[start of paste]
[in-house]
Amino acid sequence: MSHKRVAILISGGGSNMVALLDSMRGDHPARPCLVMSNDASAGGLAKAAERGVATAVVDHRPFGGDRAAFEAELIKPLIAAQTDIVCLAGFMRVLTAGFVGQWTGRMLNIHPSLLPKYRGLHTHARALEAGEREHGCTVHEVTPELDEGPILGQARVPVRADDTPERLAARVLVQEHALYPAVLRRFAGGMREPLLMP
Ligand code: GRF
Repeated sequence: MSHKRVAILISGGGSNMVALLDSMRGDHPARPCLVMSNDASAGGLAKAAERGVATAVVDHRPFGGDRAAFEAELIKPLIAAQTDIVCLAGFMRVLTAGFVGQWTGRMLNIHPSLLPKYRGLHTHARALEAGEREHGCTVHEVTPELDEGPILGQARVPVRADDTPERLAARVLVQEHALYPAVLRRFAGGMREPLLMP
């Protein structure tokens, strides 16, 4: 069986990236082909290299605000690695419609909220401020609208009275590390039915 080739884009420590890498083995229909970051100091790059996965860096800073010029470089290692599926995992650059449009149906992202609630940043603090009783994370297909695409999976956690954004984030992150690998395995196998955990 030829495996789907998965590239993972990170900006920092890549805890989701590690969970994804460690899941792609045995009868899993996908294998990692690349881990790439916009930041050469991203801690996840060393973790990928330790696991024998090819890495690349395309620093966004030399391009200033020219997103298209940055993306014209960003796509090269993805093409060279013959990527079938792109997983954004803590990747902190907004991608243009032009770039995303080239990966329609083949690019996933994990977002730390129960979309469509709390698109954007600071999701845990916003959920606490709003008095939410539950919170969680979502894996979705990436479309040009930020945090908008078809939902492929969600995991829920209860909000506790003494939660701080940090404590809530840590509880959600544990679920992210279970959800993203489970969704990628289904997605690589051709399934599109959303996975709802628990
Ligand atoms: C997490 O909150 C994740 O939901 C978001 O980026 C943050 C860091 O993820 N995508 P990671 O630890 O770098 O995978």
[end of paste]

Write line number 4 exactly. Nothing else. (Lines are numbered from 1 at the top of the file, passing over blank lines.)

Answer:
Repeated sequence: MSHKRVAILISGGGSNMVALLDSMRGDHPARPCLVMSNDASAGGLAKAAERGVATAVVDHRPFGGDRAAFEAELIKPLIAAQTDIVCLAGFMRVLTAGFVGQWTGRMLNIHPSLLPKYRGLHTHARALEAGEREHGCTVHEVTPELDEGPILGQARVPVRADDTPERLAARVLVQEHALYPAVLRRFAGGMREPLLMP